Parenthood: "Slipping Away"
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Parenthood: "Slipping Away"

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Parenthood

"Slipping Away"

Season 2, Episode 21

You all know I love me some Parenthood sap, right? I love when the characters have been fighting and shouting and yelling and then everything just breaks down and they admit how much they love each other or whatever. I’m a sucker for this kind of sentimental stuff when done well, and Parenthood does it as well as anybody. But there are weeks where the show just pushes TOO FAR in that regard, and that was one of the things I didn’t quite like about “Slipping Away.” The first few acts? Very good, but for some weird little quibbles here and there. But that last act? It was just filled with too many super sappy moments, where the characters completely abandoned any hint of subtext and just said whatever ooey gooey stuff crept into their heads. Maybe Sarah’s “win one for the Gipper!” speech to Adam about how you NEVER STOP PARENTING would have been OK as an isolated thing, but then Adam showing up to pick up Haddie from soccer practice (nice in and of itself) and BANDAGING UP HER CUT ELBOW AND SAYING, “I DON’T WANT YOU TO GET HURT”?! Please.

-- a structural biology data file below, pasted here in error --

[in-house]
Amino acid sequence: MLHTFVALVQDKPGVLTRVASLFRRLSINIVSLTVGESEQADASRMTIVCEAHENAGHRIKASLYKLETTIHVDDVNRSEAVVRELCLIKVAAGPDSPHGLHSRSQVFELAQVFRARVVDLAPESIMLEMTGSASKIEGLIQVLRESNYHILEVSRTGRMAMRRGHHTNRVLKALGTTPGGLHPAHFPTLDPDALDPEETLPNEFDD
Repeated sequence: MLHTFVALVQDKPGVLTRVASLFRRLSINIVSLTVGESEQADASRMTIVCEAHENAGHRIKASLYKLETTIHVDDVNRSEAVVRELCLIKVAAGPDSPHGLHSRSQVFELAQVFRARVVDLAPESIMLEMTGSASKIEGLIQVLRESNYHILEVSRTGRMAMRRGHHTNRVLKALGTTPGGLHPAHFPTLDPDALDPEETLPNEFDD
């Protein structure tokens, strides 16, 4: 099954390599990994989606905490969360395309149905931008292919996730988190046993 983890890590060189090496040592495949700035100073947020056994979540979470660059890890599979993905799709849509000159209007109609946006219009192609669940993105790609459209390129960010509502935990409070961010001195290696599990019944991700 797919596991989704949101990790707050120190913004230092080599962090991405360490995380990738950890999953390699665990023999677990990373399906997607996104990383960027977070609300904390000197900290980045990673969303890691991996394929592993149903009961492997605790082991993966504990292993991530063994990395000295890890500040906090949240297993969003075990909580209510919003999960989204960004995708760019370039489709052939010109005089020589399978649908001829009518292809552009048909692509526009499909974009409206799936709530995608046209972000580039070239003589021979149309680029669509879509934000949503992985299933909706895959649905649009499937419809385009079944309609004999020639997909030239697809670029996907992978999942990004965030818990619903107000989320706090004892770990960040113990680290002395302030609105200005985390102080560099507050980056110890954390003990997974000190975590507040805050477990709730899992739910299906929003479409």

It doesn’t help that we’ve gone to the “Amber is self-destructive” well yet again, as though the show isn’t quite sure how to close out a season without Amber going a little nuts. And in the things-we-can’t-hold-against-the-show department, NBC has been advertising the shit out of the closing cliffhanger, where Amber is in a car crash, and the longer the episode went on without Amber in a wreck, the more I began to realize that it was going to be the cliffhanger, and the more grumbly I became. I don’t mind a little writer-ex-machina designed to goose the drama, and I have seen enough stupid network promos over the years to realize that they’re a fact of life. But this all seems so casually tossed together to make sure there’s some sort of big event for the finale. Amber’s spiral—realistic though it may be—feels so SUDDEN, and I almost wish the show had gotten an extra episode or two added on to its order, so we weren’t going from college rejection to flirtation with the wrong guy to all-out drug use and car wrecks so quickly.